September update 2017

Last month I wrote an update for August 2017 where I summarized the posts I wrote in July, and listed some possible posts that could be published in August. This is a similar post, but for September 2017. I’ll talk about my plans for the month.

August post summary

Last month I wrote four posts, not including the update post. Topics included modchip installation on another PlayStation 1, and a more detailed guide on how to install custom firmware onto a PS3 slim using a Teensy. I also wrote my first electronics posts covering a DIY bench power supply, and how to make PCB schematics. [Read More]

August update 2017

In February I wrote this blog’s first post, where I talked about my plans for upcoming posts. Today I’ll be starting a series of monthly posts similar to my first post, where I talk about my plans for the month. This is my August update for 2017.

July post summary

Last month I wrote four posts covering modding three video game consoles. Topics include console fan upgrades to reduce noise, an HDMI video output mod, and a guide covering how to RGH an Xbox 360 S for only $10.

  1. SCPH-39001 PS2 fan upgrade
    • The PS2 fat is a fairly noisy console, especially when a hard drive is installed. To make things more quiet I upgraded the stock fan inside the console to a much quieter Noctua computer fan.
  2. Original Xbox 80mm fan upgrade
    • This post is similar to the PS2 fan upgrade, but for the original Xbox. Just like the PS2, the Xbox isn’t very quiet. I was able to fit a larger, and quieter, 80mm computer fan into the original Xbox.
  3. Adding an HDMI port to the PS2 fat
    • This post is similar to a post I made in March where I added an HDMI port to my original Xbox. The Xbox post has actually been the most popular post I have written this year. I was able to do the same sort of mod to my PS2 fat using pretty much the same parts.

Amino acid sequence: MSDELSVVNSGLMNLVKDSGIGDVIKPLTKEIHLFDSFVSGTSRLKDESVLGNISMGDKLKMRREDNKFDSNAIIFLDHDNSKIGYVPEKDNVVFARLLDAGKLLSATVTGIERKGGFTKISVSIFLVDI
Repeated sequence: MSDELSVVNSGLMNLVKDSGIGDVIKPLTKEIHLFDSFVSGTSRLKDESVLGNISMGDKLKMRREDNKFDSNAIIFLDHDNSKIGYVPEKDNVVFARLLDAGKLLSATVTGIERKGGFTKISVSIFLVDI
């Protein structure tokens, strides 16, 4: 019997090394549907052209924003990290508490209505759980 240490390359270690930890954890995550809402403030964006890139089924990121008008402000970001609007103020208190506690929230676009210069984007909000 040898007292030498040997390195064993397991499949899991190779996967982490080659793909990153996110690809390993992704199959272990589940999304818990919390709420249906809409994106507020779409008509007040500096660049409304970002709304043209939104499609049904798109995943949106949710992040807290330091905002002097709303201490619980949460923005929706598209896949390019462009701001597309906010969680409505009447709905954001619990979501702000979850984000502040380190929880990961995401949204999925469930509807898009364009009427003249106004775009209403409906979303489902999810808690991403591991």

4. Cheap Xbox 360 S Trinity RGH using an LPT port and X360Ace
    • This post covers the process of doing an RGH mod on an Xbox 360 S. My goal was to do the mod as cheaply as possible, it ended up costing about $10. If you already have an LPT connector, and some resistors, it might only cost you $7.

August post plans

This month I’m planning to write another four posts, not including this one. I plan to start covering some topics other than video game consoles. In particular I have been spending a lot of time over the past few weeks working on my outdoor weather station, which could result in some blog posts. Here’s a short list of some possible posts: [Read More]

Post 0: Hello World

Hello world.

I’ve had this domain for a while, but have never used it for anything. Most recently it has been a resume landing page containing information about my experience, and links to my social media profiles.

I have since installed WordPress, so that I can write about projects that I am working on. Writing about my projects should be a lot more interesting than what was on here before. Along with blog posts I’m planning on recording some videos.

Some of the first projects I’ll be covering on this blog include restoring and modding an original Xbox 360 and PS3, my weather station, and my plans to build a basic computer from scratch using transistors. [Read More]